Ask Us: Why hasn’t city drained swamp on Jake Alexander Boulevard?
Editor’s note: Ask Us is a weekly feature published online Mondays and in print on Tuesdays. We’ll seek to answer your questions about items or trends in Rowan County. Have a question? Email it to email@example.com.
SALISBURY — A reader asked why a swamp on city property, viewable from Jake Alexander Boulevard and Harrison Road, has not been drained.
Michael Hanna, stormwater technician with the city of Public Services Department, said he has a different view of the property.
“It’s actually a huge asset to the city,” Hanna said. “It’s a really cool and unique ecosystem.”
The swamp started out as a beaver pond, Hanna said. Now, it’s a wetland recognized by the U.S. Fish and Wildlife Service.
The website of that federal agency is clear in the benefits of wetlands.
“Wetlands provide a multitude of economic and social benefits,” it reads. It goes on to note that along with providing habitats for plants and animals, wetlands “recharge groundwater, reduce flooding, provide clean drinking water, offer food and fiber, and support cultural and recreational activities.”
The city owns 2 acres of the 10.9-acre wetland.
The wetland has the important role of removing pollutants from the stormwater that drains from an industrial park. This is especially important as the water goes on to drain into Grants Creek, Hanna said.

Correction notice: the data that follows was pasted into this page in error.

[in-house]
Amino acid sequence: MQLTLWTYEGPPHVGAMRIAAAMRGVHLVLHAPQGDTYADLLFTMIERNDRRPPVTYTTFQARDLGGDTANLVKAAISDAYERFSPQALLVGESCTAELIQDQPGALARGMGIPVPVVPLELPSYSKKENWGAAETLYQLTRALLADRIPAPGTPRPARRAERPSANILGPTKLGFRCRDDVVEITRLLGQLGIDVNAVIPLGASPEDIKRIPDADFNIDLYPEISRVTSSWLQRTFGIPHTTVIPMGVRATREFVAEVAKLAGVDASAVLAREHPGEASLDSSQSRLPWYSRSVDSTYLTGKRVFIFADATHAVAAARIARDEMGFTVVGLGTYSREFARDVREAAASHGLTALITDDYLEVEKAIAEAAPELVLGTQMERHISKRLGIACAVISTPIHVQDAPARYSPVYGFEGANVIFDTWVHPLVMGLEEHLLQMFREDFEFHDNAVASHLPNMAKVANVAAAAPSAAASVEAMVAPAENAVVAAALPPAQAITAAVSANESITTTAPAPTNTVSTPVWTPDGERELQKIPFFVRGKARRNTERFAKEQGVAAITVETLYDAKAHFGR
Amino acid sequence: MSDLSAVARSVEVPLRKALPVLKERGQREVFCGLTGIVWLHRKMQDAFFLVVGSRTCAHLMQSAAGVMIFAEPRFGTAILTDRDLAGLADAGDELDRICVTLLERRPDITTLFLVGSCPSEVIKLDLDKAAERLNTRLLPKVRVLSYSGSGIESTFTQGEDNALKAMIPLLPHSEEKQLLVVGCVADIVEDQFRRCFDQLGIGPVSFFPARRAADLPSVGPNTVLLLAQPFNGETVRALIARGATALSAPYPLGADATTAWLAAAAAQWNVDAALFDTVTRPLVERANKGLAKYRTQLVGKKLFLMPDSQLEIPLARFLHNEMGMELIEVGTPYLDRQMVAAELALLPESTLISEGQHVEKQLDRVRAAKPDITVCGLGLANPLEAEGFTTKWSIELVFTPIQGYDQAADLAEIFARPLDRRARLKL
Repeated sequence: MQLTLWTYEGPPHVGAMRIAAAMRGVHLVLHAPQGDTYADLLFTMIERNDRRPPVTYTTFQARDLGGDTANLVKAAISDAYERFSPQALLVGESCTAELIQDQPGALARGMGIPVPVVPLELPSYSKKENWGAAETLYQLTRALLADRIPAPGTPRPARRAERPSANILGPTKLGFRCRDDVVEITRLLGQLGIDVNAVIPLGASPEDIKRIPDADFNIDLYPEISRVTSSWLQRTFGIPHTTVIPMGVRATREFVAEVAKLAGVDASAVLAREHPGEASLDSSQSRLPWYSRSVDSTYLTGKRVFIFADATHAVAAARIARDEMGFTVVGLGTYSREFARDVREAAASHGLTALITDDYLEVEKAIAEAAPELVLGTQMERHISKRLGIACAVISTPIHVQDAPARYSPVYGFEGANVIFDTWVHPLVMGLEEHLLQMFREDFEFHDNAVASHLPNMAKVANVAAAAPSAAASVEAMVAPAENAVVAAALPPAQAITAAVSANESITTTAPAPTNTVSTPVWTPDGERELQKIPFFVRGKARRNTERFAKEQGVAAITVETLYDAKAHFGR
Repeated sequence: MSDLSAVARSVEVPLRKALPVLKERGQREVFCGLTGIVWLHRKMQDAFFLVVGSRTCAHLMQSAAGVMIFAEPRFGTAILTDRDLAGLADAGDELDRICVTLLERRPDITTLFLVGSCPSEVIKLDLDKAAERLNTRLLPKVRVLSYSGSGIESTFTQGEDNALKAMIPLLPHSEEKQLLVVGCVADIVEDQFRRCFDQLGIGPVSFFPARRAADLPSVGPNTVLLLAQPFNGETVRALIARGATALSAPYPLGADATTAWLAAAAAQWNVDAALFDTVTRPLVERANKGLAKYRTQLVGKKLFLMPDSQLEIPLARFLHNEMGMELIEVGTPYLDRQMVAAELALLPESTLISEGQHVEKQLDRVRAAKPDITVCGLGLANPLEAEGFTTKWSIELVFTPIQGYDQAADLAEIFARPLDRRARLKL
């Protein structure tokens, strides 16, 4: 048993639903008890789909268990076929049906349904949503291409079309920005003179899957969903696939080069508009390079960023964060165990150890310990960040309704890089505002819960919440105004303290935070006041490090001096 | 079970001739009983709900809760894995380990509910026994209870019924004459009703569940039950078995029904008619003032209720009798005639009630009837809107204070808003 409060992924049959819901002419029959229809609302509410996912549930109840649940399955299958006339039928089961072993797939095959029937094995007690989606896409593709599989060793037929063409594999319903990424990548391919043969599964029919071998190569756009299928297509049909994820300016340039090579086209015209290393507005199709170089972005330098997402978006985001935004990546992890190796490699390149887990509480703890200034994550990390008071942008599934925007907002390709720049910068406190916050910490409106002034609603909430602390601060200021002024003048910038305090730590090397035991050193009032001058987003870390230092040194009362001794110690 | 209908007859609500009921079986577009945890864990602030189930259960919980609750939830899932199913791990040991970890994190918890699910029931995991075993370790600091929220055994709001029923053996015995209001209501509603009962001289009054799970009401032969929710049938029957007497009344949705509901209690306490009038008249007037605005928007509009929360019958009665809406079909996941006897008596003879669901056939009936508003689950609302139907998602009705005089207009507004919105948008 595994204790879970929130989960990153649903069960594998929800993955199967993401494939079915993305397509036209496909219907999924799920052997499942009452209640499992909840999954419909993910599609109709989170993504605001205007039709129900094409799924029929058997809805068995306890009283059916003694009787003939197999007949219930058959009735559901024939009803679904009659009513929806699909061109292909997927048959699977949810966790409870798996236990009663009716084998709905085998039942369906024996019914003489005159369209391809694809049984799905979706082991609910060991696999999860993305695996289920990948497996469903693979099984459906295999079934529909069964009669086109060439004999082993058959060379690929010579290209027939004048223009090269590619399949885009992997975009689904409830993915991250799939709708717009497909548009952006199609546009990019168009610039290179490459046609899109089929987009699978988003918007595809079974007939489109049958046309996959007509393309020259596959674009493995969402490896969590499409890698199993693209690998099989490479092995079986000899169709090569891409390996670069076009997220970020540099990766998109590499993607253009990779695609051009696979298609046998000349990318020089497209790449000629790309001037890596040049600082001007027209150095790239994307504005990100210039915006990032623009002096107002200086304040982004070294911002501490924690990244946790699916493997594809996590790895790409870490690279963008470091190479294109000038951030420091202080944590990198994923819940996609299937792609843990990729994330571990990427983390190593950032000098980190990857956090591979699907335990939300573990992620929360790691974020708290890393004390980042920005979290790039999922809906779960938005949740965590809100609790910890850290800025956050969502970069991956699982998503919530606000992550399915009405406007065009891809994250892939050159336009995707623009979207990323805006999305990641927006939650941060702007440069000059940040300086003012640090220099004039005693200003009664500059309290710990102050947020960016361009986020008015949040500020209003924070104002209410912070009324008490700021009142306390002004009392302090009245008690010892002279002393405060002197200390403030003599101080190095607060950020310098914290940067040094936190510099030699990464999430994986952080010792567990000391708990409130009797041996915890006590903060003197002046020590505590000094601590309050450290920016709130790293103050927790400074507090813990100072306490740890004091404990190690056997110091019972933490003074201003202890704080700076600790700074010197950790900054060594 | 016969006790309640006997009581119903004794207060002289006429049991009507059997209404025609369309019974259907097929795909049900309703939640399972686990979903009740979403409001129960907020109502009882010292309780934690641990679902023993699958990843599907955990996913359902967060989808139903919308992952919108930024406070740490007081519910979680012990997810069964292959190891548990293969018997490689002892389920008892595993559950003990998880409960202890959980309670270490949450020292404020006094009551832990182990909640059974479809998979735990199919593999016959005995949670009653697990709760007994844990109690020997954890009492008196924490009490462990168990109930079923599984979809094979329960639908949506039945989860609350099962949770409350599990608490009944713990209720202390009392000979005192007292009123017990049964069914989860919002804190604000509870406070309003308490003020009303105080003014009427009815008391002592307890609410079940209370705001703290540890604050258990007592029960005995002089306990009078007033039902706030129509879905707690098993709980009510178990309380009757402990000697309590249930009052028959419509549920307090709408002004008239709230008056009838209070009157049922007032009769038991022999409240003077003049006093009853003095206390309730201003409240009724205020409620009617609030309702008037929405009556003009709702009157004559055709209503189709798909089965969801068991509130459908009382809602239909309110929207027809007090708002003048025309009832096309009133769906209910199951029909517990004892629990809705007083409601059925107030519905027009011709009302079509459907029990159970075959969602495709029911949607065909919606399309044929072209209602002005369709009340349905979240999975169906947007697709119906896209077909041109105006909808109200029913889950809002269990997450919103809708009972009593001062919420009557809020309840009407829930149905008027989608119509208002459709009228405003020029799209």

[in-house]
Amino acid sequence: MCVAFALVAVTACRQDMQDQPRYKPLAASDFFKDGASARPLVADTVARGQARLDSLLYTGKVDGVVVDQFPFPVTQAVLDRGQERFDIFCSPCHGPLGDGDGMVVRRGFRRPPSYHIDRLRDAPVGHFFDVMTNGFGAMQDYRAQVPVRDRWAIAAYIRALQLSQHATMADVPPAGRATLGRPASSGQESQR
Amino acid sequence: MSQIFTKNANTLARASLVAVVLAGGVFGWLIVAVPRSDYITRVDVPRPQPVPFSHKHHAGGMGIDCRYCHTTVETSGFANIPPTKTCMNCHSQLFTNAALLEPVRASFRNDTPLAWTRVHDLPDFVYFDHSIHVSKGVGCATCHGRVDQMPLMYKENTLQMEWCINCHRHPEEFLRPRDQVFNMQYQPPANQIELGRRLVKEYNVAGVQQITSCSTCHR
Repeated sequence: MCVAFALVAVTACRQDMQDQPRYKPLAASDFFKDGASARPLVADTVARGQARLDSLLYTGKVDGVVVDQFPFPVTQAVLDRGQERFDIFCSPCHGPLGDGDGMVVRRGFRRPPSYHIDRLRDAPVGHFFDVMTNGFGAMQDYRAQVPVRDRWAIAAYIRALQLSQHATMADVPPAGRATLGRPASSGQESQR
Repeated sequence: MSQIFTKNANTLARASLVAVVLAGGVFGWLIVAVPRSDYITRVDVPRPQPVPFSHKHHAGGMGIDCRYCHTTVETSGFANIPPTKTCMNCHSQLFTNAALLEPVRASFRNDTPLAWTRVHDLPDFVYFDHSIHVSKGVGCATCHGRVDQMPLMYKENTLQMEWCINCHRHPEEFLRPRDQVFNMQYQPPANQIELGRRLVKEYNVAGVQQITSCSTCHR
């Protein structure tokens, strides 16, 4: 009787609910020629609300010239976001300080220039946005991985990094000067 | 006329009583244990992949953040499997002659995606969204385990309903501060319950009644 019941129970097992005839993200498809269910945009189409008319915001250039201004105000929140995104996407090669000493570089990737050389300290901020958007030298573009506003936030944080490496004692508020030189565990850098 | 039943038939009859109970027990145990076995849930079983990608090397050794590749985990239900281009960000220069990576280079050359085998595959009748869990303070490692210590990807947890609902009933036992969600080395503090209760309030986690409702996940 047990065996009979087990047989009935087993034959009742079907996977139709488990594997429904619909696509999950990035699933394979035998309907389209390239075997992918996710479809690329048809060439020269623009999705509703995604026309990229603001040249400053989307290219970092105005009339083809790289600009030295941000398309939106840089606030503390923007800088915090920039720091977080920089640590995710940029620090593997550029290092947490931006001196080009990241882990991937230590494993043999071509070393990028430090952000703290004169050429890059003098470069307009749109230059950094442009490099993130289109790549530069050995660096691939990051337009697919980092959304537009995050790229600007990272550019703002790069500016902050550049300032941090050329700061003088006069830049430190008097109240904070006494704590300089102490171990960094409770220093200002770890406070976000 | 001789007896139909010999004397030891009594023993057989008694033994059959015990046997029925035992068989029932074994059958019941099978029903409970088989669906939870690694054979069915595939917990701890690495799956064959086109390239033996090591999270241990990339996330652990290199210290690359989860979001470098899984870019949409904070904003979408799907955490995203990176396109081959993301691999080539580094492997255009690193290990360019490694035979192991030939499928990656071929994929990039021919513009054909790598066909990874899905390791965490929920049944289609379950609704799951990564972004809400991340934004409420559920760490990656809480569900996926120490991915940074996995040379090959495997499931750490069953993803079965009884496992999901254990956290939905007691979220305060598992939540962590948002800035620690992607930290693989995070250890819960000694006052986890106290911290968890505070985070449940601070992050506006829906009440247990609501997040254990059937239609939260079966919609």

The wetland improves water quality and prevents erosion into Grants Creek.
The property is also the home of white-tail deer, two otters, ducks and other waterfowl, Hanna said. Right now, the Wood Duck banding project is partnering with the North Carolina Wildlife Resources Commission to do work in the wetland because it is home to so many migratory birds.
Hanna says in all the time he’s spent on the wetland, he doesn’t usually get bitten by mosquitoes because a kind of fish that lives there eats mosquito larvae.
“A lot of people don’t know about our water here in Rowan County,” said Hanna. It is such an important resource that the city does not have plans to drain it.
He is looking forward to celebrating Rowan Countys’s upcoming Creek Week, which begins Saturday and runs through Aug. 24. It will include some stream cleanups, but no activities at the swamp. Hanna hopes to have more studies on the property by Livingstone and Catawba colleges as well as tours of the property.
“We have great water here in Salisbury,” he said.
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